Bernie Sanders has defeated Hillary Clinton in a close vote in Michigan state, breathing new life into his White House bid.

Clinton however breezed to an easy victory in Mississippi, propelled by overwhelming support from black voters, and she now has more than half the delegates she needs to clinch the Democratic nomination.

In winning Mississippi, exit polls showed Clinton winning nine of every 10 black voters.

Al Jazeera's Kimberly Halkett, reporting from Washington, said Sanders had young people to thank for his win in Michigan.

"There's a large percentage of African-American voters there who typically are favouring Mrs Clinton but at the same time, [Sanders'] message of income inequality, of being left behind in a 'rigged economy' resonate with those voters who have felt the impact of globalisation and seen the auto-manufacturing industry really crumble," she said.

"This is a tremendous psychological as well as political victory."


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In his victory speech, Sanders said his "strongest areas are yet to happen", saying he expected to do well on the West coast and in other parts of the country.

"The American people are saying they are tired of a corrupt campaign, finance system and super packs financed by Wall Street and the billionaire class," he said. "They are tired of a rigged economy."

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Republican Donald Trump meanwhile swept to victory in both Mississippi and Michigan, expanding his lead in the contest for the Republican nomination.

Trump built his victories in the industrial Midwest and the Deep South with broad appeal across many demographics, winning evangelical Christians, Republicans, independents, those who wanted an outsider and those who said they were angry about how the federal government is working, exit polls showed.

Trump also won the caucuses in Hawaii, while Texas Senator Ted Cruz won the fourth Republican contest held on Tuesday, the Idaho primary.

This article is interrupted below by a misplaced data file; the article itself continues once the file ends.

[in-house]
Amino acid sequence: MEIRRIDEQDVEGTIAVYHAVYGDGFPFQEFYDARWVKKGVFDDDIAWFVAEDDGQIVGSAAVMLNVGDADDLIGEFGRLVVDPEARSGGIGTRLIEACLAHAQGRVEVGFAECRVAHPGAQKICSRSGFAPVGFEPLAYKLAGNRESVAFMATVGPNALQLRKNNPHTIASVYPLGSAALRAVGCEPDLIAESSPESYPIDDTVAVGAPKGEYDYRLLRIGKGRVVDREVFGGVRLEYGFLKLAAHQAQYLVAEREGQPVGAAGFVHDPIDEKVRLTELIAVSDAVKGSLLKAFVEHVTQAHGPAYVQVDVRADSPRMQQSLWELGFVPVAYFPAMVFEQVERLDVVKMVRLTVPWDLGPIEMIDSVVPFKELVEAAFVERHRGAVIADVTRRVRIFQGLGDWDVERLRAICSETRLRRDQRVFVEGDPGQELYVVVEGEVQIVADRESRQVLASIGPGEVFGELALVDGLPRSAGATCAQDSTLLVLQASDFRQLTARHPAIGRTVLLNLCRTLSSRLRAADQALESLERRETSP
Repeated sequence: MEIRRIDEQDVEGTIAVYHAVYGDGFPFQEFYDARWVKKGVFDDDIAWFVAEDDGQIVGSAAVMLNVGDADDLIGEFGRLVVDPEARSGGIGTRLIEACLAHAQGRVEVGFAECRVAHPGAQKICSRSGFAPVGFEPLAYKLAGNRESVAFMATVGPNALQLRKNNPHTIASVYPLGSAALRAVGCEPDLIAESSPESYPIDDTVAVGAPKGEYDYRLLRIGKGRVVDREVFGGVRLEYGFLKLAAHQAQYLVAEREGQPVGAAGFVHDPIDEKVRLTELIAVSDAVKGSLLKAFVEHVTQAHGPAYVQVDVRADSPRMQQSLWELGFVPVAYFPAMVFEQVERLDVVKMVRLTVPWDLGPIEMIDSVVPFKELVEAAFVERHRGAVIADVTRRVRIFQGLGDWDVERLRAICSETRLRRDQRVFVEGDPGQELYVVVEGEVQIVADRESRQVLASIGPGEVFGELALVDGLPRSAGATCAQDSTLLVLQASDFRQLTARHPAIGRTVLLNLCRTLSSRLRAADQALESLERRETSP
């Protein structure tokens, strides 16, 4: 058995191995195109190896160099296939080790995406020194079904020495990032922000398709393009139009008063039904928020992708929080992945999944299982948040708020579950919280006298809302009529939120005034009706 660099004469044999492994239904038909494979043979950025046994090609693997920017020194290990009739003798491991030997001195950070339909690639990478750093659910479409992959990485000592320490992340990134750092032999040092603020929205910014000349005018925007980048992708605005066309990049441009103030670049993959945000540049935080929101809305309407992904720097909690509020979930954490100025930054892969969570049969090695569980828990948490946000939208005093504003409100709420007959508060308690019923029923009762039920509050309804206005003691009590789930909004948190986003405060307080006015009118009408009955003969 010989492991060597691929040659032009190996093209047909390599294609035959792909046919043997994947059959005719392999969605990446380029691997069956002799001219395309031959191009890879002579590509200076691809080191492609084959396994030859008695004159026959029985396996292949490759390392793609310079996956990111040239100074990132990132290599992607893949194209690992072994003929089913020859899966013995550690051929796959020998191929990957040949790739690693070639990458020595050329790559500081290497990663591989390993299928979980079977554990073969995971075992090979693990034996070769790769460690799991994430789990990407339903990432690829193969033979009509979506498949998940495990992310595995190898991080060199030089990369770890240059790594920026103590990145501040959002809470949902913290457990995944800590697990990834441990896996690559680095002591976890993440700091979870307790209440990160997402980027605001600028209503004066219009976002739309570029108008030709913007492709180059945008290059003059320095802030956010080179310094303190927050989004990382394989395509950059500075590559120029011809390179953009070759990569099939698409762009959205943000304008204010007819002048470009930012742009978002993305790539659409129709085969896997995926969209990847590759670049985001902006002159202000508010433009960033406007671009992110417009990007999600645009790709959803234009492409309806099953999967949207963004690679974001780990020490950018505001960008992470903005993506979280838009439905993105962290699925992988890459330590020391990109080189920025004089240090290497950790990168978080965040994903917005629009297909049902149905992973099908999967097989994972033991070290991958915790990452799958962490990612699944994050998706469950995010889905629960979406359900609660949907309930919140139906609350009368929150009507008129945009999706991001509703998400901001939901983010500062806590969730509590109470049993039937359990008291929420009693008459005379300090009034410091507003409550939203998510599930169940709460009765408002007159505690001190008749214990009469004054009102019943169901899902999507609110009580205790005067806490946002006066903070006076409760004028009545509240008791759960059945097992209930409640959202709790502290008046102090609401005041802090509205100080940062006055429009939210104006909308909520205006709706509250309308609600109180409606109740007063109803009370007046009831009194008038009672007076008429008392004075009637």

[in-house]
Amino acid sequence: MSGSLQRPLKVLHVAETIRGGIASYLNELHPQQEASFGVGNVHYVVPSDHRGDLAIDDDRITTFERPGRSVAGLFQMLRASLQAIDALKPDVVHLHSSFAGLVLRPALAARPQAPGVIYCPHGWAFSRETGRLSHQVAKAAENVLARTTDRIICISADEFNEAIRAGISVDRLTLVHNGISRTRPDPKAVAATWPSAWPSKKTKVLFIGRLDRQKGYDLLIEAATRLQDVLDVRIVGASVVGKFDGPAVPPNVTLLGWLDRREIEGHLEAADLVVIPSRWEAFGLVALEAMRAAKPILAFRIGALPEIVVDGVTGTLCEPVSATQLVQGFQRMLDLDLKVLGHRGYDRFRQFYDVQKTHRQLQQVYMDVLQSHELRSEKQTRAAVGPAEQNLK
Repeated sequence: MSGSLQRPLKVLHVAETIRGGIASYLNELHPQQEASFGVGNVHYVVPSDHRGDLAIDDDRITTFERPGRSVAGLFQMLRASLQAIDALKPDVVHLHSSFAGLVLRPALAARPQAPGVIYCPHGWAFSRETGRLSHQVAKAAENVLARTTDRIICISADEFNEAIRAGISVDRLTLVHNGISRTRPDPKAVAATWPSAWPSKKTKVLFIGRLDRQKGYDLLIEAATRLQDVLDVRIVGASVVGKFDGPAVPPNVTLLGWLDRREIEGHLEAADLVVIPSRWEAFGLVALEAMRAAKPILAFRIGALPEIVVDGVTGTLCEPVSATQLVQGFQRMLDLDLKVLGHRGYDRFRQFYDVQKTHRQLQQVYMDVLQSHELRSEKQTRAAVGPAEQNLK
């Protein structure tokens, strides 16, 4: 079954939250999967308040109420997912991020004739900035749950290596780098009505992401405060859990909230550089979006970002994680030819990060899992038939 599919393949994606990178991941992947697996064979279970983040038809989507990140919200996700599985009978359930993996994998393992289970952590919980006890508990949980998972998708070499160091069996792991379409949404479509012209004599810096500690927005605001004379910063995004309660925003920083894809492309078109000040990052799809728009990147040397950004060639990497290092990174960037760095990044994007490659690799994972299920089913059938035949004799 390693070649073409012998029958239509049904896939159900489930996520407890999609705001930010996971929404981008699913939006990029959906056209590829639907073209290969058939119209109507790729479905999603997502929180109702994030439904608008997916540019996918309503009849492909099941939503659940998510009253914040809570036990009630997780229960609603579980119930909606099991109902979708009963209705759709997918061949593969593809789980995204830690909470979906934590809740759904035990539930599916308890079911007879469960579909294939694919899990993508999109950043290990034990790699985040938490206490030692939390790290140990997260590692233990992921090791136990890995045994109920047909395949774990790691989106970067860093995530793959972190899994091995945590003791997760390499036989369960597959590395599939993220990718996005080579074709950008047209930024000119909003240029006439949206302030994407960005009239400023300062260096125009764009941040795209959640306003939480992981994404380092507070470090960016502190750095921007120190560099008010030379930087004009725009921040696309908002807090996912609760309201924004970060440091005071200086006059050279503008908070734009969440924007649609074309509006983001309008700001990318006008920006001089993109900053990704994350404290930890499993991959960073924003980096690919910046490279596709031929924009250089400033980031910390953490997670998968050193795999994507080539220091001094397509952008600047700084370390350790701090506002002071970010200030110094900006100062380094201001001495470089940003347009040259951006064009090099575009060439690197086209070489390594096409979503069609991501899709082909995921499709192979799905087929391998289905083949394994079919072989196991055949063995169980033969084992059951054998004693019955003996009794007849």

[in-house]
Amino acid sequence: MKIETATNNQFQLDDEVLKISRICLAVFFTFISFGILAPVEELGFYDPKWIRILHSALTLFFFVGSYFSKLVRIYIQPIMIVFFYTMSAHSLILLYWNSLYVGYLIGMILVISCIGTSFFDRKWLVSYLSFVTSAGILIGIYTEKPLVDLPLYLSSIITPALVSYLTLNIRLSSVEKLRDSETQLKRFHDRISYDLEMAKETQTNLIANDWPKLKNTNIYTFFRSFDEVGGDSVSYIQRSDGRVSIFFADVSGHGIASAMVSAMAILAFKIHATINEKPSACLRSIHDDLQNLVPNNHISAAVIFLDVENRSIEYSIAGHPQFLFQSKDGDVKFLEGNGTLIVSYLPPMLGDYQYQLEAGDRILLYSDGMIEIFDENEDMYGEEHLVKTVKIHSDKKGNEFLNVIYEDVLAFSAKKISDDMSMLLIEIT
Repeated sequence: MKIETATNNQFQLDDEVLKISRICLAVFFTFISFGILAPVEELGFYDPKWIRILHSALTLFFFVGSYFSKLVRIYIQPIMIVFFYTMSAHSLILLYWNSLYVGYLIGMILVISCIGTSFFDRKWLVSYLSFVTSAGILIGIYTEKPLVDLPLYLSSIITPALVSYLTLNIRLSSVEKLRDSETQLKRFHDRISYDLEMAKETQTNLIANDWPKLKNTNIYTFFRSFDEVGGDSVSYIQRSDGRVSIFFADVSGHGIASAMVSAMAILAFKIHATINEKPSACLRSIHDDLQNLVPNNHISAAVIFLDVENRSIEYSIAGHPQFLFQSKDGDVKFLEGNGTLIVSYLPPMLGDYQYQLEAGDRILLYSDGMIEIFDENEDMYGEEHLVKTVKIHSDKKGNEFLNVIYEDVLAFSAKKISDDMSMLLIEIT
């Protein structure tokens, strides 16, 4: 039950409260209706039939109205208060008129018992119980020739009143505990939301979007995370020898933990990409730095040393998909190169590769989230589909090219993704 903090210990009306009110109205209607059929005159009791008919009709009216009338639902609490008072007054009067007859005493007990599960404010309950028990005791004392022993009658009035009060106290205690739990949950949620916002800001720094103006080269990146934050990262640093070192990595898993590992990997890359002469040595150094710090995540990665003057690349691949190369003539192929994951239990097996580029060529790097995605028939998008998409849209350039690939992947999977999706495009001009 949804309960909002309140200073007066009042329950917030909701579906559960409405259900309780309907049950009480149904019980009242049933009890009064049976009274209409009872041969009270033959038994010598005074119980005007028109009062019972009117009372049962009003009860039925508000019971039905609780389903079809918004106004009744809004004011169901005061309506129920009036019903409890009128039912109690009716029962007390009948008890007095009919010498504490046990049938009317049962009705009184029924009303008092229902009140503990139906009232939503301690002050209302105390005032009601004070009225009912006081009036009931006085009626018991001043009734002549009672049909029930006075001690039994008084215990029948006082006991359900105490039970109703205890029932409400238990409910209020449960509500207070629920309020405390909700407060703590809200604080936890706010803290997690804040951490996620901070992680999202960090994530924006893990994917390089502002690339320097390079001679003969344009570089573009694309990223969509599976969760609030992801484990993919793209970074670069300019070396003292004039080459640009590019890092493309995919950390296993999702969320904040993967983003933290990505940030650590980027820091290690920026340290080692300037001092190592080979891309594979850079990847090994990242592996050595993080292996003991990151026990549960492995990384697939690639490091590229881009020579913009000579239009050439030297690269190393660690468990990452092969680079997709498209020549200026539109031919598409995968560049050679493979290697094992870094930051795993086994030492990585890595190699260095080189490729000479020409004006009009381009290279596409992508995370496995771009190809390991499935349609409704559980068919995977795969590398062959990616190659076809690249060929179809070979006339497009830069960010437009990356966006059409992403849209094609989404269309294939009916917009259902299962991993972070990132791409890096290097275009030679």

At a news conference afterwards, Trump said he was drawing new voters to the Republican Party and the establishment figures that are resisting his campaign should save their money and focus on beating the Democrats in November.

"I hope Republicans will embrace it," Trump said of his campaign. "We have something going that is so good, we should grab each other and unify the party."


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Having entered Tuesday's contests facing a barrage of criticism from rival candidates and outside groups, Trump reveled in overcoming the attacks.

"Every single person who has attacked me has gone down," Trump said at one of his Florida resorts. 

Trump's Michigan victory sets him up for a potentially decisive day of voting next Tuesday. On March 15, Ohio, Florida, Illinois, Missouri and North Carolina - like Michigan, states rich in the delegates who will select their party's nominee at July's Republican National Convention - cast ballots.

The Republican contests in Florida and Ohio award all the state's delegates to the winner. If Trump, 69, could sweep those two states and pile up delegates elsewhere next week, it could knock home-state favourites Marco Rubio and John Kasich out of the race and make it tough for Ted Cruz to catch him.

Source: Al Jazeera and agencies